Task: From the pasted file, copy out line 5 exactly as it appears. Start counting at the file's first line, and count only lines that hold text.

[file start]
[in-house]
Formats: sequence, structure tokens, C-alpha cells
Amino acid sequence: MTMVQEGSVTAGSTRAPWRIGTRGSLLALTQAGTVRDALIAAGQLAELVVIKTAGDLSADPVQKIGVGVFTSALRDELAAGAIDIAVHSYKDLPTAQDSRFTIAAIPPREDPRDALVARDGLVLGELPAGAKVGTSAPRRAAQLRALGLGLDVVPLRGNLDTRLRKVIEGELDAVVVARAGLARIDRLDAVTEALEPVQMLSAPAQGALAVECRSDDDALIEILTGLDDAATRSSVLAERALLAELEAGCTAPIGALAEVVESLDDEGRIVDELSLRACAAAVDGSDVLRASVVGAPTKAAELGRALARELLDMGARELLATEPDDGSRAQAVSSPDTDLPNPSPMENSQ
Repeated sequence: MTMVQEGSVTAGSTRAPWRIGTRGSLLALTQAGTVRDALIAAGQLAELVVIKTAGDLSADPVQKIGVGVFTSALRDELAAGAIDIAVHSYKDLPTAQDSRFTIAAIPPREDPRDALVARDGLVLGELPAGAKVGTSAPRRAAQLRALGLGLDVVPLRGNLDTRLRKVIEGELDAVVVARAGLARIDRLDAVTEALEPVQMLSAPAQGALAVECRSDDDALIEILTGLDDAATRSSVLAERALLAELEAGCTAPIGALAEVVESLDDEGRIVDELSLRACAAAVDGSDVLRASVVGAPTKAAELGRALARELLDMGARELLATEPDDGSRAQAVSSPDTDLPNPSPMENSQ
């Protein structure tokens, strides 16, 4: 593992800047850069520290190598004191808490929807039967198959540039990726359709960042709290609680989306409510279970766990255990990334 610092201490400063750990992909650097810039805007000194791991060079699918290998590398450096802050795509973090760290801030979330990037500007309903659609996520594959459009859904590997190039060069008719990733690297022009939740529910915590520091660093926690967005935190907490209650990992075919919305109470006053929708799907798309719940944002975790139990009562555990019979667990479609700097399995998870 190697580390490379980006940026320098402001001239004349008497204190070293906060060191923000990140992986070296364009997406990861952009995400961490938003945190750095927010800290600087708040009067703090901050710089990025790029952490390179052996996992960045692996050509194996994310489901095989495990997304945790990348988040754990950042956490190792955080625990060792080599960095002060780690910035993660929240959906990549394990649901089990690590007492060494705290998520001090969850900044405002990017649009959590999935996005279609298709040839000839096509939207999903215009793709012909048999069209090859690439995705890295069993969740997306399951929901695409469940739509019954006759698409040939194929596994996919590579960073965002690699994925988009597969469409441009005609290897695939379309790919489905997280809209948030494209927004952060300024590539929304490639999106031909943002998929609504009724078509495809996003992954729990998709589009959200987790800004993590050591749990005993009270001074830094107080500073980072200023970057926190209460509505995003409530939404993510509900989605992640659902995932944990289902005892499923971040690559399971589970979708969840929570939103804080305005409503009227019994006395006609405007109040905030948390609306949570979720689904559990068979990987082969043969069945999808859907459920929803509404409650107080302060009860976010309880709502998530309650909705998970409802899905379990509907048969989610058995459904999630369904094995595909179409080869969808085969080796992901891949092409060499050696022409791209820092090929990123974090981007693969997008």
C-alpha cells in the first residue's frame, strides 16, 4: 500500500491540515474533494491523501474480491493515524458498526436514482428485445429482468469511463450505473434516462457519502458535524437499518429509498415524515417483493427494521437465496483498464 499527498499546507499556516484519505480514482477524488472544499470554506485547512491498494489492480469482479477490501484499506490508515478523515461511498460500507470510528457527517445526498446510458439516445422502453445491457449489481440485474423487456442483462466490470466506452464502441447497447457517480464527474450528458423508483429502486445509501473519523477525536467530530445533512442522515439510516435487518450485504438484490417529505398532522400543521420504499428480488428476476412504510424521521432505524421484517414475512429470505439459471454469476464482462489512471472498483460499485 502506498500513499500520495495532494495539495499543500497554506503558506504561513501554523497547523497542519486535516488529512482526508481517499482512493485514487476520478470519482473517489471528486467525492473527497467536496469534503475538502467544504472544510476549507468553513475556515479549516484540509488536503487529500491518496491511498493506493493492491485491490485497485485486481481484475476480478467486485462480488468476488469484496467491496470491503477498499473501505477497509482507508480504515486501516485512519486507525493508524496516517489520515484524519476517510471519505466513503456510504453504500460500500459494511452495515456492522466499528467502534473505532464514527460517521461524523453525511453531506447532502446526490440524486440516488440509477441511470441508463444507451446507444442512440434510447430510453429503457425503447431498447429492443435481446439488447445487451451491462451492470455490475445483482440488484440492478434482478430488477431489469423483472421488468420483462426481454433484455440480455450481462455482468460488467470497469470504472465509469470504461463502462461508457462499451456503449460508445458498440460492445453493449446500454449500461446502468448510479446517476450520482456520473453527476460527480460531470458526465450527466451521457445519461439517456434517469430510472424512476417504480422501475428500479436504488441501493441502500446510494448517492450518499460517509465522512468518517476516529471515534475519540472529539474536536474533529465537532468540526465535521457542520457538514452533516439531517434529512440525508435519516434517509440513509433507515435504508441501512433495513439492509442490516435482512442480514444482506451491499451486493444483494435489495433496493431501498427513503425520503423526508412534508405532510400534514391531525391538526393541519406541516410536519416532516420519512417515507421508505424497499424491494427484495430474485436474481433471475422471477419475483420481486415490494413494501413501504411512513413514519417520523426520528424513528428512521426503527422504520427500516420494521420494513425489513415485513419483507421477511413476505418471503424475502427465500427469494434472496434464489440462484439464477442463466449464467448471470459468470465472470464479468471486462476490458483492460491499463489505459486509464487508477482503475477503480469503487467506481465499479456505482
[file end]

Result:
């Protein structure tokens, strides 16, 4: 593992800047850069520290190598004191808490929807039967198959540039990726359709960042709290609680989306409510279970766990255990990334 610092201490400063750990992909650097810039805007000194791991060079699918290998590398450096802050795509973090760290801030979330990037500007309903659609996520594959459009859904590997190039060069008719990733690297022009939740529910915590520091660093926690967005935190907490209650990992075919919305109470006053929708799907798309719940944002975790139990009562555990019979667990479609700097399995998870 190697580390490379980006940026320098402001001239004349008497204190070293906060060191923000990140992986070296364009997406990861952009995400961490938003945190750095927010800290600087708040009067703090901050710089990025790029952490390179052996996992960045692996050509194996994310489901095989495990997304945790990348988040754990950042956490190792955080625990060792080599960095002060780690910035993660929240959906990549394990649901089990690590007492060494705290998520001090969850900044405002990017649009959590999935996005279609298709040839000839096509939207999903215009793709012909048999069209090859690439995705890295069993969740997306399951929901695409469940739509019954006759698409040939194929596994996919590579960073965002690699994925988009597969469409441009005609290897695939379309790919489905997280809209948030494209927004952060300024590539929304490639999106031909943002998929609504009724078509495809996003992954729990998709589009959200987790800004993590050591749990005993009270001074830094107080500073980072200023970057926190209460509505995003409530939404993510509900989605992640659902995932944990289902005892499923971040690559399971589970979708969840929570939103804080305005409503009227019994006395006609405007109040905030948390609306949570979720689904559990068979990987082969043969069945999808859907459920929803509404409650107080302060009860976010309880709502998530309650909705998970409802899905379990509907048969989610058995459904999630369904094995595909179409080869969808085969080796992901891949092409060499050696022409791209820092090929990123974090981007693969997008």